10 January 2006

Playing When You Aren't Prepared, and Happy Actual Birthday

I want to explore a particularly relevant poker question that Obituarium, a renowned poker blogger, hinted at in a recent post. He was talking about playing in MTT's when he didn't feel 100%, and this got me thinking about the following: should you play if you aren't prepared to play your best? And what percentage of your play is when you aren't prepared to play your best? I think online I play at least half of the time not prepared to play my best, either multi-tasking, in front of a television, sneaking in a quick session, or being tired. Live is much less, probably due to a combination of the sunk cost of being at the card room (in my travels) as well as the physical waiting time as I am on a list. And if you are going to play when you aren't prepared to play your best, what are the keys to improve your performance or mitigate your risk? Let me submit a couple of keys, but feel free to comment on any and all of this:
  • Bluff and fake less. I tend to get on losing runs by not paying enough attention to who I'm playing pretend poker against, donking off bet after bet to the same people who call me down with middle pair.
  • Get rid of marginal hands. This may sound like Poker 101, but when I'm not prepared I tend to misplay marginal hands more often, chase more with no rhyme or reason. I'll chase a gutshot for a special rush vs. any logical reason.
  • Play below your normal limit. This is risk mitigation, as well as a way to play more recklessly or donkified without hurting your bankroll.
  • Mix up your game selection. Sit at a Razz lowest limit table, Stud, low-limit SNG, whatever you wouldn't normally do. Prepare for your head to hurt if you select a game you don't normally play (like Omaha H/L where you aren't sure if you are going to win both or lose both after you're done).
  • Play the play money tables. This can be absolutely stupid to do for sure when you're at a Party all-in max on every hand table, but you'd be surprised what it's like to return to the roots of how many of us started playing online. You're able to remember the newbie mistakes you used to make, watch the #@*! comments when you donkifiedly take some imaginary chips away from someone.
  • Work the simulator. If you don't have Poker Academy or Wilson Turbo, then you need to get one of them. If you do, then mixing in some specific simulator work can be a good alternative when you're not at your best, especially if you can work on some specific things like short-handed or marginal hands.
  • Document and analyze. This should be a given, but you need this feedback especially when you aren't at your best to determine how dangerous it is for you individually to play when you aren't adequately prepared.
  • Set braking limits. Have a set time and amount that you're willing to put at risk when you're not at your best and stick to it.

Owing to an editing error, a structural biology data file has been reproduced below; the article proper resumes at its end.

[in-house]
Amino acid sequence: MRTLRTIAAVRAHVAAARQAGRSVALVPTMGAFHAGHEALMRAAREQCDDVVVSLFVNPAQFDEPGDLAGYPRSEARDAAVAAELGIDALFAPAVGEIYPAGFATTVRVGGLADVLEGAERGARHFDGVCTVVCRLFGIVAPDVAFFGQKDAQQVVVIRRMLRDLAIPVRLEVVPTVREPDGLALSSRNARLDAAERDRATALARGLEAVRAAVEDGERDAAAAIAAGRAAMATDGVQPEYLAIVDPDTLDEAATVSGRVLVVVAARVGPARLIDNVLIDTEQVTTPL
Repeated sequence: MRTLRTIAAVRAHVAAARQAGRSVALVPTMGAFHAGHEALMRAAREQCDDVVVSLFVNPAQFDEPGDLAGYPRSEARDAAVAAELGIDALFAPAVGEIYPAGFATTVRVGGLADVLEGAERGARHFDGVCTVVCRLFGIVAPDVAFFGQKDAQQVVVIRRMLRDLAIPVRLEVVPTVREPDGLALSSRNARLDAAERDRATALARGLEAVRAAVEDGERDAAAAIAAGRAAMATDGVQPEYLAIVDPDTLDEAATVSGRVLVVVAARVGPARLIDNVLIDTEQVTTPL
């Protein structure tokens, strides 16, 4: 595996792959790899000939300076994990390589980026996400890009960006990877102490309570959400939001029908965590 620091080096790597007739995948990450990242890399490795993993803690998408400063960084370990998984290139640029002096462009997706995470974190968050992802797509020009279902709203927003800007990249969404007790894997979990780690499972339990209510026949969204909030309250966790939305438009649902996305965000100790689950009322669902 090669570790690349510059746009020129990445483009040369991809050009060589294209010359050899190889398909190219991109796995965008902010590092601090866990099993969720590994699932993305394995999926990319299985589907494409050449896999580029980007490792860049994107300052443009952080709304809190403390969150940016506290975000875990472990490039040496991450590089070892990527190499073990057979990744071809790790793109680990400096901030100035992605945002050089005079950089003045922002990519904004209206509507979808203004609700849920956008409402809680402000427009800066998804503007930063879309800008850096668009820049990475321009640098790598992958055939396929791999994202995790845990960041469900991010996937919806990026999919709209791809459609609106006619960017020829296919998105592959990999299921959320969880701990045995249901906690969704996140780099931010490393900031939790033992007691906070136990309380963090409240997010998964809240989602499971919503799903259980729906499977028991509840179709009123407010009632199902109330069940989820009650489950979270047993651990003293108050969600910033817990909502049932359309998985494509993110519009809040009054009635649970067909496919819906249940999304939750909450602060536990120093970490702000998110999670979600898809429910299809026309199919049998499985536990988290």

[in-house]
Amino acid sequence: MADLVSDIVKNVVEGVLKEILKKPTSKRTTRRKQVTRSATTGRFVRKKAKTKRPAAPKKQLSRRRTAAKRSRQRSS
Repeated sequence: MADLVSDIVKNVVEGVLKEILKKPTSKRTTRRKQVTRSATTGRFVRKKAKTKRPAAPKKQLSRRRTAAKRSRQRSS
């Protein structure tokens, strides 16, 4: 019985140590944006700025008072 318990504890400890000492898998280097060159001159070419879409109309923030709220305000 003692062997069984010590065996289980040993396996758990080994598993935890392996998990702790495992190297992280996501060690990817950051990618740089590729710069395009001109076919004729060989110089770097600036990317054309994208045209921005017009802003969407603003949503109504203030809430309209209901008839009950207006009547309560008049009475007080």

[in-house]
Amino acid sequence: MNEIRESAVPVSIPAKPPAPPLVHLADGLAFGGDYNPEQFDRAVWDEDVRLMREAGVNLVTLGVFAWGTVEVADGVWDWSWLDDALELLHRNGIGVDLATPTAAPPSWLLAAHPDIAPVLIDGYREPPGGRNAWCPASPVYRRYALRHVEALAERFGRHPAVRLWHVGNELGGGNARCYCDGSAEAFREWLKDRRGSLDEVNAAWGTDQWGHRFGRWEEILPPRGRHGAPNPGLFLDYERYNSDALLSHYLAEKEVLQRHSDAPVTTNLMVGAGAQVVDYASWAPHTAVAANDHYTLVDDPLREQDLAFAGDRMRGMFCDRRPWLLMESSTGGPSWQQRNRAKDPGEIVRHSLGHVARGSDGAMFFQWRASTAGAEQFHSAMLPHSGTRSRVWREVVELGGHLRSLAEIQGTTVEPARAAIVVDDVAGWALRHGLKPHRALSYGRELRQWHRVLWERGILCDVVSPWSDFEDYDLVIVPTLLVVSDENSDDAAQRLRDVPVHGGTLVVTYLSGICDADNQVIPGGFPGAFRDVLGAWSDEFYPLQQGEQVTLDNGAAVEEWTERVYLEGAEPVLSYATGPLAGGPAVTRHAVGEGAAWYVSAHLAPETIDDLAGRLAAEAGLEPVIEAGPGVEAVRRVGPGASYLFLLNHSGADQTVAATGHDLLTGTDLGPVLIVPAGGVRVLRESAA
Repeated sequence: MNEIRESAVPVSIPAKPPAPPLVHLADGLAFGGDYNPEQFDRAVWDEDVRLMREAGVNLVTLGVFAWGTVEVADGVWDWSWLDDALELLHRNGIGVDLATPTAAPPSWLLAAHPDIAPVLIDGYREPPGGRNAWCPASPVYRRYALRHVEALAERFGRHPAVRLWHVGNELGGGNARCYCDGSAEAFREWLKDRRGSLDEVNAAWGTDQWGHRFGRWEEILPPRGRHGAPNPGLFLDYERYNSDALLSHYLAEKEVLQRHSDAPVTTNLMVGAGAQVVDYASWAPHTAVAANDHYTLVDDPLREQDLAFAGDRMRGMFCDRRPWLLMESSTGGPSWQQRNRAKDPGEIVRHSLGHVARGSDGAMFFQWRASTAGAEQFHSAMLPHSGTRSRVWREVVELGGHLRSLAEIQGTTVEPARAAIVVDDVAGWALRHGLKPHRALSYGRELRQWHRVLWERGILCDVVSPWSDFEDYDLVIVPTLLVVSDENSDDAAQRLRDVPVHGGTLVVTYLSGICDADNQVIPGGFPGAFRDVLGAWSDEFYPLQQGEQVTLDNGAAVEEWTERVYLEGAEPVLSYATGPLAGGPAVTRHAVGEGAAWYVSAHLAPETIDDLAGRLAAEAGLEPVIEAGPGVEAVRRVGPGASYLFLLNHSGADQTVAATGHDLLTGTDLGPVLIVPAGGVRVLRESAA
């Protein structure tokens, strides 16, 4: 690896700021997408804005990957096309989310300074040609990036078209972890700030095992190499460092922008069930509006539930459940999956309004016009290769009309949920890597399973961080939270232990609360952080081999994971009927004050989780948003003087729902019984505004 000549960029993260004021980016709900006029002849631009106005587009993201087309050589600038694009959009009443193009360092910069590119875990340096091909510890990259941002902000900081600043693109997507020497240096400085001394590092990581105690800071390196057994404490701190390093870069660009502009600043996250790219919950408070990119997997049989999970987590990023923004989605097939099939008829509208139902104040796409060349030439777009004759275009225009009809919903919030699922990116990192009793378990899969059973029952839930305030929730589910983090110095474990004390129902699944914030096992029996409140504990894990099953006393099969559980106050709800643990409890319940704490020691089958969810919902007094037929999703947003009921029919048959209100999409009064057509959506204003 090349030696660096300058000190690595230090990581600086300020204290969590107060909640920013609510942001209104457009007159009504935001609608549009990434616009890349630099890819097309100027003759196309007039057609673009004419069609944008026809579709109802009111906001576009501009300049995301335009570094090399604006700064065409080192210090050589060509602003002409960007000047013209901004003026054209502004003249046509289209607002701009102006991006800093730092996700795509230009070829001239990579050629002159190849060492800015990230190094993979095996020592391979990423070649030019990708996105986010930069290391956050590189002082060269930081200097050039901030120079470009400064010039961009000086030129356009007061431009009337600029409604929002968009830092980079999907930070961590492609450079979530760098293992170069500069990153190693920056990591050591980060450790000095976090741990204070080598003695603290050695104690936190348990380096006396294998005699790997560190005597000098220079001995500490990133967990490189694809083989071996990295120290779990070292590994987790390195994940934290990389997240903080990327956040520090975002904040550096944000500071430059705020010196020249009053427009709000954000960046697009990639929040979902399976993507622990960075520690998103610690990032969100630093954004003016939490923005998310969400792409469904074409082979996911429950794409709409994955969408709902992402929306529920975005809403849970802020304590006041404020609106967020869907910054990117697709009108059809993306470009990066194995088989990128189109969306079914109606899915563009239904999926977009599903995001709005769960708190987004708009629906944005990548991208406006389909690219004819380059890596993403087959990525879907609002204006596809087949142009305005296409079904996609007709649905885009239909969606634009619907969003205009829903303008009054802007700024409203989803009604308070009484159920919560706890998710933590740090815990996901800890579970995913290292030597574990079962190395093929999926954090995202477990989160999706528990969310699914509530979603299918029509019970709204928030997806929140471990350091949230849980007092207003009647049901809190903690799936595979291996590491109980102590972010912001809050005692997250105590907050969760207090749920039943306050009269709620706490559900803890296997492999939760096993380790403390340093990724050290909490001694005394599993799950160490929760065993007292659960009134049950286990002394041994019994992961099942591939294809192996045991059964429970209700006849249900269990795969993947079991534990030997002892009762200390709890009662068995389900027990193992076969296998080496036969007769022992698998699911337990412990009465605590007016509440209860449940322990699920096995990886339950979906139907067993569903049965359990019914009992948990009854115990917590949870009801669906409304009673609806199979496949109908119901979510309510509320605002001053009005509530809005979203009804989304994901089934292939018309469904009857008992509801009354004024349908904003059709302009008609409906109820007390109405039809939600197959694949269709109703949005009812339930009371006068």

My 41st year is now behind me, and it was a trying year for sure. This was the year after losing my company's major client, one that I had worked every waking hour on to drive their marketing and growth aspirations only to see them cast aside after they went from #7 in the market to #2. It was a shock to the system this time last year (it happened in October 2004) , as I had to figure out should I continue to have this company or should I go back into corporate world. My wife and I decided to give it one more year, work to pursue new business as well as do what needed to be done to not move yet find a job if necessary. The verdict: I let my five employees go in March after paying them from October-February with no billable work, was able to book three new clients, but have been struggling to make a solid business around this. My network of contacts and easier employment prospects are outside the Southeast US, so job search would most likely move us. I think my wife and I are both OK with that prospect as self employment has been a troubling experience, with financial anxieties increasing and personal rewards diminishing.

Poker has been one of my few releases, especially live. It has been a place to escape these things, although a place also that takes me away from my wife both physically and emotionally. This year, my poker results need to augment our actual income rather than be a fluctuating bankroll in my pocket. Online results were negative for 2005 and live were positive. This needs to change if poker will continue to be part of my life. I'm able to justify the losses as my hobby, but I need this hobby to contribute back to the home front not only to ensure continued support but to be a good use of my time.

There are always advantages and disadvantages to any and all situations and decisions. Our boys are still quite young, so moving would not be a real challenge to them. I am definitely underutilized professionally, and much of my self esteem is tied to my work and especially the ability to contribute and bring value. Consulting for a small firm can be a real challenge in that arena: you are often seen as an expense, you can be kept at arm's length, you rely on less talented folks to execute with no ability to drive or motivate. It is a real blessing, though, to be able to put the boys to bed at night and to sleep in the same bed as my wife most nights (when I haven't retreated to the couch in the piano room).

So to all of you who have come by and contributed thoughts, ideas, and encouragement, thanks. I'll continue to document my meanderings at the felt, whether at live tables during my travels or online.


Blogger WillWonka said...

I keep on saying that I'm going to get one of those simulators (probably poker academy); but I keep putting it off.

3:06 PM  

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